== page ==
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Wednesday, September 16, 2009

Electric cars were the big buzz at the 63rd Frankfurt Auto Show this week

Analysts have long contended that a roadblock to the deployment of electric cars has been the lack of infrastructure to ensure they can be charged, whether at home, at the office or at stations in the city or along a highway. Building that infrastructure could cost billions and billions of dollars. Europe is likely to get charging networks faster than the U.S. because of its higher gasoline prices, greater population density and compact size compared with the United States.

CBC reports:
The race is on among the world's auto companies to make electric cars go farther on a single charge, bring the price down to compete with gas-powered vehicles, and give drivers more places to recharge them than just the family garage. Electric is the big buzz at the 63rd Frankfurt Auto Show this week, and nearly every major automaker has at least one on display. Renault introduced no fewer than four electric models, while Tesla, the only company producing and selling purely electric cars, handed over the keys to its 700th all-electric vehicle, a blue Roadster Sport, to a German buyer at the show.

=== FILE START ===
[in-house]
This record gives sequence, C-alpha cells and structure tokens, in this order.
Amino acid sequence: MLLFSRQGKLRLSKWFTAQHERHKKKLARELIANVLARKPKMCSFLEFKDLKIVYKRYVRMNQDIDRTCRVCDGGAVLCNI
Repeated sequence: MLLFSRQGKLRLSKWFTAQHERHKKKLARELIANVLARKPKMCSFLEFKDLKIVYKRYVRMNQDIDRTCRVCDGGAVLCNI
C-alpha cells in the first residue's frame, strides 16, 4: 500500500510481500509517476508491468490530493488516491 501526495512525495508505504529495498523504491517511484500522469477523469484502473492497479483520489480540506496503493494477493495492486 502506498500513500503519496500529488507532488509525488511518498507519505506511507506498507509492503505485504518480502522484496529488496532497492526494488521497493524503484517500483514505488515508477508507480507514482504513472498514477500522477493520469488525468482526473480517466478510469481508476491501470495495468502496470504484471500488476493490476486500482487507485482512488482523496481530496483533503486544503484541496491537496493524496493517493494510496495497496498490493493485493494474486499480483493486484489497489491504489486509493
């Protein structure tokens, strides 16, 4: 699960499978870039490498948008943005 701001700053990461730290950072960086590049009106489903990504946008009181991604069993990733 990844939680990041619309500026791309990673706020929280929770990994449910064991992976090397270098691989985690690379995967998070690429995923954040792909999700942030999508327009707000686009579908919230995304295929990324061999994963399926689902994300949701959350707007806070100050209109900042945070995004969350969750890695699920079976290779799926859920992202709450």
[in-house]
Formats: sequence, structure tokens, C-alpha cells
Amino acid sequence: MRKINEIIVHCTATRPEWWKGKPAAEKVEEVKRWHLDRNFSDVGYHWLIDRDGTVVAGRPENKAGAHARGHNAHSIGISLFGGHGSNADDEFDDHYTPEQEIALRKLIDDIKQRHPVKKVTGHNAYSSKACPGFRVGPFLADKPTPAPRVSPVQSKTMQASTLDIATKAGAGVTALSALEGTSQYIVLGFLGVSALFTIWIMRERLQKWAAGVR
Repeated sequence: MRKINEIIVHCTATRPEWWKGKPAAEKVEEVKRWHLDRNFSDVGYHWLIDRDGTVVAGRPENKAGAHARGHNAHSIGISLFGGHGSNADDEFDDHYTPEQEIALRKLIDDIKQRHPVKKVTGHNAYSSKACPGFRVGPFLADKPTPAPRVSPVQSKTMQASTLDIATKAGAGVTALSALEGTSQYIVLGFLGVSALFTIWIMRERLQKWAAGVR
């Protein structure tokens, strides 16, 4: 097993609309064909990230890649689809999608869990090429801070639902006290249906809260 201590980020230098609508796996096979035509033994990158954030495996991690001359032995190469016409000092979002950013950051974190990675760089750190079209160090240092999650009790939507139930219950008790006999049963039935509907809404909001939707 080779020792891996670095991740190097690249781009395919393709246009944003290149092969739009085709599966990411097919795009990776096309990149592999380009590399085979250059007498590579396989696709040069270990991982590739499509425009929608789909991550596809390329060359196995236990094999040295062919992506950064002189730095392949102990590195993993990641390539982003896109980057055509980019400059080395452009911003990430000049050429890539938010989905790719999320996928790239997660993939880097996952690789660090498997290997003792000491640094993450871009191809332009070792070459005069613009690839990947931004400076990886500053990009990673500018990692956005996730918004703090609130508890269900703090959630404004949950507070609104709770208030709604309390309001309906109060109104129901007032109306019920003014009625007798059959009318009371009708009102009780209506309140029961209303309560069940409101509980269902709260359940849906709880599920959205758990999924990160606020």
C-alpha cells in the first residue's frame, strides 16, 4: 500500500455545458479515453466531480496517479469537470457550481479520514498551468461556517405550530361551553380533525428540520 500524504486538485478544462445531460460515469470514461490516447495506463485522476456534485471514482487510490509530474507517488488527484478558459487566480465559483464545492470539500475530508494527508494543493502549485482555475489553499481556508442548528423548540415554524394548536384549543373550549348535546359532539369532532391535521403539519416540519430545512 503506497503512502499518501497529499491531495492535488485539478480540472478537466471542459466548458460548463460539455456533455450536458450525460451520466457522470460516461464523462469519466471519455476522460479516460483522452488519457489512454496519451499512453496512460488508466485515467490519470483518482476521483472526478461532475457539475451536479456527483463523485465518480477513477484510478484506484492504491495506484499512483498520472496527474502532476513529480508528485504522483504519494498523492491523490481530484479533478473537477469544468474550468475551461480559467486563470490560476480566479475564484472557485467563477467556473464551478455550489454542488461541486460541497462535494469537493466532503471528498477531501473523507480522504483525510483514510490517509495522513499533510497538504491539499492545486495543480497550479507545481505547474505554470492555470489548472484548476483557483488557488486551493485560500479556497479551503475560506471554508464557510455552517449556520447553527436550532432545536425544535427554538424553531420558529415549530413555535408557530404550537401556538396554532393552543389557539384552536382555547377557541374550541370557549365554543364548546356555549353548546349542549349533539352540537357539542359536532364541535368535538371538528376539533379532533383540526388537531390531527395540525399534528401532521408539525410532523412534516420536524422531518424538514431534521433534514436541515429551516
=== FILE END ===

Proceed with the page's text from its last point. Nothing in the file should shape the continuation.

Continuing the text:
If the models unveiled Tuesday are any indication, the notion of electric cars as small, stunted boxes with little range is about to be junked. "People have realized that … electric vehicles don't have to be golf carts," said Diarmuid O'Connell, vice-president of business development for Tesla Motors Inc. "They don't have to be anemic little putt-putts." The company's sleek, two-seat Roadster — which in the U.S. sells for $101,500 — has a range of 393 kilometres on one charge. Its planned Model S, which will seat seven and has a 483-kilometre range, will go for $49,900 US. Read more at CBC.

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